The returns of a bank should be considered in the context of their ability to withstand potentially severe economic and systemic stress. Like any investment, buying common shares of a bank requires a margin of safety. Yet, with a weaker bank, simply adjusting the estimated intrinsic value lower by some percentage or buying with a bigger margin of safety to arrive at an appropriate price to pay is usually not enough. Eventually, it's more a go/no go decision. There's a threshold where it's just better to avoid the common stock of weaker banks altogether no matter how cheap they may seem.
A higher quality bank, though selling at a seemingly more expensive share price, may be intrinsically well worth the additional multiple of earnings or book value that must be paid.
(Only up to a point, of course. Margin of safety is still all-important.)
The bottom line is reduced earnings capacity relative to assets can significantly increase the risk of permanent capital loss for the common shareholders of a financial institution. Like any commodity/semi-commodity business, it's better to own the one's that will still be profitable in tougher environments when their weaker competitors are struggling to do so. The stronger banks are not just less likely to destroy intrinsic value during periods of economic stress (when credit losses are at their highest). The one's in a position of strength should also be able to make strategic moves that actually increase intrinsic value while weaker competitors are in retreat.
So it's not just that Wells or U.S. Bancorp generate higher returns, it's that they should be able to do so at less risk. It's their relative and absolute capacity to absorb losses from loans/ investments/ trades that go sour (and other liabilities that may arise). Ultimately, they earn superior returns (via various fees, gains, interest income) on their deposits (generally lower cost stable funding) than many competitors.
To a certain, but limited, extent those comfortable reading financial statements should be able to figure out if a bank has an advantage in this regard. Yet, annual/quarterly reports and other filings is unlikely to tell the whole story. Unfortunately, investing in any bank requires a subjective judgment (some might say a leap of faith) about the quality of management and the culture of the institution. In other words, there's no way that all the possible troubles a bank may get into will be obvious just from reading SEC filings. That's true of any enterprise but, considering the leverage involved, misbehavior or stupidity has the potential to be much more expensive for a bank shareholder.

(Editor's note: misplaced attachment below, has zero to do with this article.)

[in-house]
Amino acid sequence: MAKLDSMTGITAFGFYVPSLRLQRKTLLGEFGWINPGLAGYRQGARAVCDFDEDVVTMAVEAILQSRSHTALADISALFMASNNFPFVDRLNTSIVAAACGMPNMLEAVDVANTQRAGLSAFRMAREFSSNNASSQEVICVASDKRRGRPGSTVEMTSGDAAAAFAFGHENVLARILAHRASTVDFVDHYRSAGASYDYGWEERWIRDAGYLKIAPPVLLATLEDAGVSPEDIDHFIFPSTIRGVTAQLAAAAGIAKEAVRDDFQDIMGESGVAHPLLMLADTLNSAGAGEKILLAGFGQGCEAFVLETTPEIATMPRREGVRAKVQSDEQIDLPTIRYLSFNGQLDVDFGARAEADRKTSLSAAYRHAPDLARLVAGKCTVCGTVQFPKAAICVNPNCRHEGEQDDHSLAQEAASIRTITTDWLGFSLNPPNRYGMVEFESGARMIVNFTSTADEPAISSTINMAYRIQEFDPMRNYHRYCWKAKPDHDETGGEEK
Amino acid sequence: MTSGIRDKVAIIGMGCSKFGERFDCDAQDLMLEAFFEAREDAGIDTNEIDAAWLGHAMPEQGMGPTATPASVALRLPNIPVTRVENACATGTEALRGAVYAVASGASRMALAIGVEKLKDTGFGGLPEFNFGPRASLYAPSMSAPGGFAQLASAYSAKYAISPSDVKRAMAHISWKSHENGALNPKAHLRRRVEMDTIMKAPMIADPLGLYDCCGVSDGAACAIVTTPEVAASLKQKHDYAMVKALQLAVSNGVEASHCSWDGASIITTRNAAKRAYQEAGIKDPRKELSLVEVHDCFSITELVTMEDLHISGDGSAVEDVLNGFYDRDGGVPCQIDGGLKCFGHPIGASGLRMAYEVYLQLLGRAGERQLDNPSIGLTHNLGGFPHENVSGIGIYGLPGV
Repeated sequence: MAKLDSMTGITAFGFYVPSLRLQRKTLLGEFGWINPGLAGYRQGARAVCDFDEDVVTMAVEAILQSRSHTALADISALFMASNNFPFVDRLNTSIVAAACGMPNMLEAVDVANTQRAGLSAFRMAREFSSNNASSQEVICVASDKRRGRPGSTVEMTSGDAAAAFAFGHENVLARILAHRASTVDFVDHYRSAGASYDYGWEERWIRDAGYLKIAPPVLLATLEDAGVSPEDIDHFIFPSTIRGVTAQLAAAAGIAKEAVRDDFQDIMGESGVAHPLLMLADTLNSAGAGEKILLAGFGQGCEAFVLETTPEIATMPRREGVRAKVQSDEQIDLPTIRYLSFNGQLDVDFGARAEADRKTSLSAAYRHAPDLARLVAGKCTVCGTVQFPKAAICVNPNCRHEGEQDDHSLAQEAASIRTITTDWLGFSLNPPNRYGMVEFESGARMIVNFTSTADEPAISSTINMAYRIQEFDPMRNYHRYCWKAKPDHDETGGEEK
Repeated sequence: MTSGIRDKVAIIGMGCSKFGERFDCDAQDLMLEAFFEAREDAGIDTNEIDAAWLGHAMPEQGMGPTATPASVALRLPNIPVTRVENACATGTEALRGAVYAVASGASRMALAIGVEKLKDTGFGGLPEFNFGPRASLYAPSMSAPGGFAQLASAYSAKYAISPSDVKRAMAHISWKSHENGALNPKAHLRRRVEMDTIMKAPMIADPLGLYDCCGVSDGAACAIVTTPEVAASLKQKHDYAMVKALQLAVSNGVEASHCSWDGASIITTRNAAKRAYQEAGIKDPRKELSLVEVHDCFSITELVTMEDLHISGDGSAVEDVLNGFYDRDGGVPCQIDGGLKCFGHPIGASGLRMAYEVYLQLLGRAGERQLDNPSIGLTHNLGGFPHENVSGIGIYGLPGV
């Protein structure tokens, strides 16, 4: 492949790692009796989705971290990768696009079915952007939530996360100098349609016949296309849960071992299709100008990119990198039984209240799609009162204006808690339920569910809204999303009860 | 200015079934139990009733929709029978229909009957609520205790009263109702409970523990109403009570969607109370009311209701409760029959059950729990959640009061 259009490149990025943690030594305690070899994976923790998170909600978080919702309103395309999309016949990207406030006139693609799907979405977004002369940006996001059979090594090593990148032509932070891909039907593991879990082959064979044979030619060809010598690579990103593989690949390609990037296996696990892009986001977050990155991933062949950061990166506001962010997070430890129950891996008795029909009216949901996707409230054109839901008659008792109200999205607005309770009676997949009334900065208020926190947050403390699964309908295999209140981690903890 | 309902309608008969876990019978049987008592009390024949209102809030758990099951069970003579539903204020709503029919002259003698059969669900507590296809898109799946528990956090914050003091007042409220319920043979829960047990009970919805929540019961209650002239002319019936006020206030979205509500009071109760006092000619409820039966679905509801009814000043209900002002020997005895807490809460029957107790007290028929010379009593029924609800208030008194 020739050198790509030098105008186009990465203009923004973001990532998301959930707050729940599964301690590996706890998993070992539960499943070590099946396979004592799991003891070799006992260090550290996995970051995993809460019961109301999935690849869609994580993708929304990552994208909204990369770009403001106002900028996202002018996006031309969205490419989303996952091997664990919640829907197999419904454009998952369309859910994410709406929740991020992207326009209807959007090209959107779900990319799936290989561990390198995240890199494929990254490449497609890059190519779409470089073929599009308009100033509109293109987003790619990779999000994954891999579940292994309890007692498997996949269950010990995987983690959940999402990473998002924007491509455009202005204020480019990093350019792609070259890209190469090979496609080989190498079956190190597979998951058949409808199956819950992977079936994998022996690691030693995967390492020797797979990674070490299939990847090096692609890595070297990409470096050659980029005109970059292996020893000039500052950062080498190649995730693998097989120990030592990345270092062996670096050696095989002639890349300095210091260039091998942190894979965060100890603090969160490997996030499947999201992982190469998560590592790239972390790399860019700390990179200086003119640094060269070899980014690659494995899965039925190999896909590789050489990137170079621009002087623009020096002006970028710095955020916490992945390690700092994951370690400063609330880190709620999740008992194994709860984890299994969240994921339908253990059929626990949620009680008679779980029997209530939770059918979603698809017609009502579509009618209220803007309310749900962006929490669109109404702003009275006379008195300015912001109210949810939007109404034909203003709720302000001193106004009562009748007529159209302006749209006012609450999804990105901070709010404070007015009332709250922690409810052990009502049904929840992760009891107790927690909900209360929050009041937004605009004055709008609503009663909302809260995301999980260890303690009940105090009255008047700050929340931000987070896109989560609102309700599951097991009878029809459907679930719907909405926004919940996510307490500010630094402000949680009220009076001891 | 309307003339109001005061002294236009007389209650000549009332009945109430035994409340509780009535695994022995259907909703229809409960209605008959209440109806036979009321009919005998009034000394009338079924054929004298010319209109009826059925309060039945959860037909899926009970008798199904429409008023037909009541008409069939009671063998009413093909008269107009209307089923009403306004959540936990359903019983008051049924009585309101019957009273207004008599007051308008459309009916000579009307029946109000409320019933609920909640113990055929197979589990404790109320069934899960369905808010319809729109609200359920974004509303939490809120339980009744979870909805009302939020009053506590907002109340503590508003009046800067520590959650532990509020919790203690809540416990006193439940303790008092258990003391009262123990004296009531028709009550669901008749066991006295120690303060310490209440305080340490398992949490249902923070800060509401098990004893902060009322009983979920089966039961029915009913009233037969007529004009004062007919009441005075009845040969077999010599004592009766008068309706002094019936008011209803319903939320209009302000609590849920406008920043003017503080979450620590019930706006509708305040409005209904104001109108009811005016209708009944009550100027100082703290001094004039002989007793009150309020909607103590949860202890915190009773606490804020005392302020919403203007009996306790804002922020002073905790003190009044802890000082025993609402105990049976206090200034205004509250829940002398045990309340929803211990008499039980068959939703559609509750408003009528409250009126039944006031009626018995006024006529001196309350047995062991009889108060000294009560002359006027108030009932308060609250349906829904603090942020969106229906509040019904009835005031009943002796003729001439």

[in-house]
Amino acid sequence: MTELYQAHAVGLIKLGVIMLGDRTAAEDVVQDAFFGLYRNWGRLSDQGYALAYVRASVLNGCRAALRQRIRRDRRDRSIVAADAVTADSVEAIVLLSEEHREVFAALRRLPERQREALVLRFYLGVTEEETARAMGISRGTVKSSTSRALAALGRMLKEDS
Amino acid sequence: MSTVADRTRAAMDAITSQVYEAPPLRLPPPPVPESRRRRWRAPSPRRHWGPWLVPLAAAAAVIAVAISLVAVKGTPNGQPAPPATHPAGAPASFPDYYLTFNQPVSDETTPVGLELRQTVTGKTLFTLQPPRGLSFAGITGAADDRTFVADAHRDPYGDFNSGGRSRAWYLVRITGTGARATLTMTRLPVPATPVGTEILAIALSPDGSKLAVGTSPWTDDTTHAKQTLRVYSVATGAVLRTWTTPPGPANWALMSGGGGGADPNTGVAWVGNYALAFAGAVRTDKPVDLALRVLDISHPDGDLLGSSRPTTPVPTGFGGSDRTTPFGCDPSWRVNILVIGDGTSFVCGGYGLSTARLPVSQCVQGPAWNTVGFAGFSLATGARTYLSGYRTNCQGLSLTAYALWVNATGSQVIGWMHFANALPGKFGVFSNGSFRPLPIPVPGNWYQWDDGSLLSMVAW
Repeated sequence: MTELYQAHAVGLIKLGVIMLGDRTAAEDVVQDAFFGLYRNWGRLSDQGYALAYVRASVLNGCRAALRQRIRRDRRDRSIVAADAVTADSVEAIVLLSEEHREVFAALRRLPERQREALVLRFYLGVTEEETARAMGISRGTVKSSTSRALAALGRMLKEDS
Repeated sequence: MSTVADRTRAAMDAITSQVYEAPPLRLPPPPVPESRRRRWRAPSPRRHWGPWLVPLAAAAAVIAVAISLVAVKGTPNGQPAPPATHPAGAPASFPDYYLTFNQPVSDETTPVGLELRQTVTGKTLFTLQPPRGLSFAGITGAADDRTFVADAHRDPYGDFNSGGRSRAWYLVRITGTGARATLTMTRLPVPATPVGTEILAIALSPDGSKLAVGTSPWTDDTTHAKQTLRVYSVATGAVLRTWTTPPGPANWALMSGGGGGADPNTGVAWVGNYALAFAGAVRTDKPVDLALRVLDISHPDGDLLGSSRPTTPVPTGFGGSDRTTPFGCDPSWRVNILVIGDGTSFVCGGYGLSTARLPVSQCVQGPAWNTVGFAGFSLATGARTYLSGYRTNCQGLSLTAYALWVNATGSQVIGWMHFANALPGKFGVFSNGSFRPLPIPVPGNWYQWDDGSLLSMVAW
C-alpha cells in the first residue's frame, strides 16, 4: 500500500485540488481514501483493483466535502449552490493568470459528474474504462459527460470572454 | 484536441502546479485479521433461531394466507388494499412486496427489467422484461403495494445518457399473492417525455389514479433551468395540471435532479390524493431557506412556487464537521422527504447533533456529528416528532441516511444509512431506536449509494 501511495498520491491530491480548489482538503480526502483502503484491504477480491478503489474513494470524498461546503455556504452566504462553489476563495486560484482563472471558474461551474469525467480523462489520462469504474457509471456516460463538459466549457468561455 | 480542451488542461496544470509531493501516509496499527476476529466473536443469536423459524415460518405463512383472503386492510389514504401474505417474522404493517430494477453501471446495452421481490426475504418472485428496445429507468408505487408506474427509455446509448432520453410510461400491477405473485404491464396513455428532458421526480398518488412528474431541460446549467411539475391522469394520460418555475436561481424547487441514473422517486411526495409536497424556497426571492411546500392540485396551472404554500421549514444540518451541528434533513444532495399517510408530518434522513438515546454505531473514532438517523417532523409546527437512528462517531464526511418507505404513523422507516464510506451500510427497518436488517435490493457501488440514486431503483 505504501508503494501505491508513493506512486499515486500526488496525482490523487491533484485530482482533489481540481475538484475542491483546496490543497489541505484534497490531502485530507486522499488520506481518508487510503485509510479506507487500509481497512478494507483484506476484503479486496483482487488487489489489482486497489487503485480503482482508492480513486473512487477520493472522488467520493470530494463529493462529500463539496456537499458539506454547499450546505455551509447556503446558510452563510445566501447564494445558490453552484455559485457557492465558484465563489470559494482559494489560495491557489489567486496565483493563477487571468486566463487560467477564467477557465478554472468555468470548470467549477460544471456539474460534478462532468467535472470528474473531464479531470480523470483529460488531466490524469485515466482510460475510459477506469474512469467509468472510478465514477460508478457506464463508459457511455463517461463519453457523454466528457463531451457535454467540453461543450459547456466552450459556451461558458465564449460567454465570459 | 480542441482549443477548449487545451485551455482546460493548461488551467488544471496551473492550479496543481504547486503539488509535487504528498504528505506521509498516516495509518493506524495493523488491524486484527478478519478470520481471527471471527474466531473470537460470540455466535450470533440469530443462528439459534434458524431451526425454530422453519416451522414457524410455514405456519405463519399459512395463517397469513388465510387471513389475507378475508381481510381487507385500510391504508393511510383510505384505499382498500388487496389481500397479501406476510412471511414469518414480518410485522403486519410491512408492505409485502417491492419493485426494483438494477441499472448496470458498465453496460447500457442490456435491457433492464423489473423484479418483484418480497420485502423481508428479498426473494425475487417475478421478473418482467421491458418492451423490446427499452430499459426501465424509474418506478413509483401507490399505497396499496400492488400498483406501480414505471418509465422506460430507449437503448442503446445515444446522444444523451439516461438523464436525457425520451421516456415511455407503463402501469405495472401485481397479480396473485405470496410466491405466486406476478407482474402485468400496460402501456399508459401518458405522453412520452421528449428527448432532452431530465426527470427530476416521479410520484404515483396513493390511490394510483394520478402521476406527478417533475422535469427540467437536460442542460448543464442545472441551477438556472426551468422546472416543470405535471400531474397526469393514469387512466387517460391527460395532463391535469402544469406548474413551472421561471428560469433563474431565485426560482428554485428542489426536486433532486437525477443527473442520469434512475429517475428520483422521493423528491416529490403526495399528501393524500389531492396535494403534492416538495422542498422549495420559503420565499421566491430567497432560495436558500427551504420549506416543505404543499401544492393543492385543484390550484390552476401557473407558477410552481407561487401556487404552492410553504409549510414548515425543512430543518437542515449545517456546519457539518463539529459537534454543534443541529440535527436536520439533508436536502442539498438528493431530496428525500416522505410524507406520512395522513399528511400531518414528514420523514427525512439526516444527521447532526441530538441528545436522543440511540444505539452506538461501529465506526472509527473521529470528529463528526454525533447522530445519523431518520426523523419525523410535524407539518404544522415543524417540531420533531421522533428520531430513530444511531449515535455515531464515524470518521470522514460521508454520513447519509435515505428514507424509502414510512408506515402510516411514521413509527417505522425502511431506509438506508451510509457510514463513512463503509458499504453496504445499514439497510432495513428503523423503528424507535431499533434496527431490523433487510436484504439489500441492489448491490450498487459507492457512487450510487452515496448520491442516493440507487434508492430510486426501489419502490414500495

Wells and U.S. Bancorp may not be as complex as some other large banks, but they are still hardly simple to analyze.***
Later in the interview, Buffett added this on the European banks:
"The European banks still are leveraged to an extraordinary extent... But they aren't earning 1.5 percent on deposits either."
Some European banks not only still have too much leverage but also don't earn nearly as much on their deposits (and some have funding that's of lesser quality). So they are not just riskier investments because of the excessive leverage. They are also riskier because their inherently inferior earnings provides them with less ability to absorb losses before the balance sheet, and eventually per share intrinsic value, takes a hit.
Long positions in WFC and USB established at much lower than recent market prices.
* 10x is far more reasonable leverage for a sound bank (those with lots of stable deposits, outstanding liquidity, high quality equity capital, sound underwriting practices, etc.) compared to what was often the norm before the financial crisis.
** Assuming the market price of the shares in the very long run can be sold at or above book value. That's not an unreasonable assumption for a well run bank. The intrinsic value of the better banks should be comfortably higher than book value. Wells and U.S. Bancorp are no longer selling below book value and certainly not below tangible book value. There were, however, a number of occasions in recent years when shares of both banks were selling for less than their per share tangible book value. Also, any share repurchases, especially if comfortably below intrinsic value, will boost returns above what their ROE suggests.
*** There are many simpler investment alternatives with less difficult to gauge risks and reduced likelihood of big mistakes. Investing in a bank's common stock certainly require a lot more work than, say, one of my favorite minimally leveraged consumer businesses. The question is whether there's a good chance they will produce materially greater long-term risk-adjusted returns considering all that extra work. An investment with greater complexity that requires more effort should be plainly worth the trouble. For me, sometimes they have been worth the additional effort but it's often a closer call than I'd like it to be. In other words, considering the alternatives, I'm not sure investments in even the highest quality financial institutions frequently pass the "plainly worth the trouble" test. There are many other, relatively unleveraged, potentially sound investments available. With that in mind, it seems unwise for an investor to put capital at risk in the common stock of a bank unless they're highly confident in their ability to judge financial institutions.